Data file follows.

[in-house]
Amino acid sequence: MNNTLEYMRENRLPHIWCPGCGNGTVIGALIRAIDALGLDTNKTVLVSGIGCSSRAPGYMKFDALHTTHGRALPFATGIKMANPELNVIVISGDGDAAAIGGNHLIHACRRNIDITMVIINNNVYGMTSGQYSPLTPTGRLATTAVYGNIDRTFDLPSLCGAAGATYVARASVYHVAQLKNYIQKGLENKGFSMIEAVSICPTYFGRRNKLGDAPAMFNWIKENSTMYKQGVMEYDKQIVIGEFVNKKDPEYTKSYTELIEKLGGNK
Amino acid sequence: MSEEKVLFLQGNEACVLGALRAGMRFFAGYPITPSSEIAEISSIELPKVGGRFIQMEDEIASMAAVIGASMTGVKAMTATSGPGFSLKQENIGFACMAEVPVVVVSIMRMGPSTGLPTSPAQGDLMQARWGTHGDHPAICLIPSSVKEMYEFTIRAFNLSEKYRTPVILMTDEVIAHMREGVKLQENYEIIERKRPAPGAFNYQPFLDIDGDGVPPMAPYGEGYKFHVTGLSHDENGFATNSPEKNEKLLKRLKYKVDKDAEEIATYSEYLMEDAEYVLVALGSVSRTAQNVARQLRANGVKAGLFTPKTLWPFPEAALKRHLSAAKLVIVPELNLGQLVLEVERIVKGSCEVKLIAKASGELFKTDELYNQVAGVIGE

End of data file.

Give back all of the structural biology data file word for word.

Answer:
[in-house]
Amino acid sequence: MNNTLEYMRENRLPHIWCPGCGNGTVIGALIRAIDALGLDTNKTVLVSGIGCSSRAPGYMKFDALHTTHGRALPFATGIKMANPELNVIVISGDGDAAAIGGNHLIHACRRNIDITMVIINNNVYGMTSGQYSPLTPTGRLATTAVYGNIDRTFDLPSLCGAAGATYVARASVYHVAQLKNYIQKGLENKGFSMIEAVSICPTYFGRRNKLGDAPAMFNWIKENSTMYKQGVMEYDKQIVIGEFVNKKDPEYTKSYTELIEKLGGNK
Amino acid sequence: MSEEKVLFLQGNEACVLGALRAGMRFFAGYPITPSSEIAEISSIELPKVGGRFIQMEDEIASMAAVIGASMTGVKAMTATSGPGFSLKQENIGFACMAEVPVVVVSIMRMGPSTGLPTSPAQGDLMQARWGTHGDHPAICLIPSSVKEMYEFTIRAFNLSEKYRTPVILMTDEVIAHMREGVKLQENYEIIERKRPAPGAFNYQPFLDIDGDGVPPMAPYGEGYKFHVTGLSHDENGFATNSPEKNEKLLKRLKYKVDKDAEEIATYSEYLMEDAEYVLVALGSVSRTAQNVARQLRANGVKAGLFTPKTLWPFPEAALKRHLSAAKLVIVPELNLGQLVLEVERIVKGSCEVKLIAKASGELFKTDELYNQVAGVIGE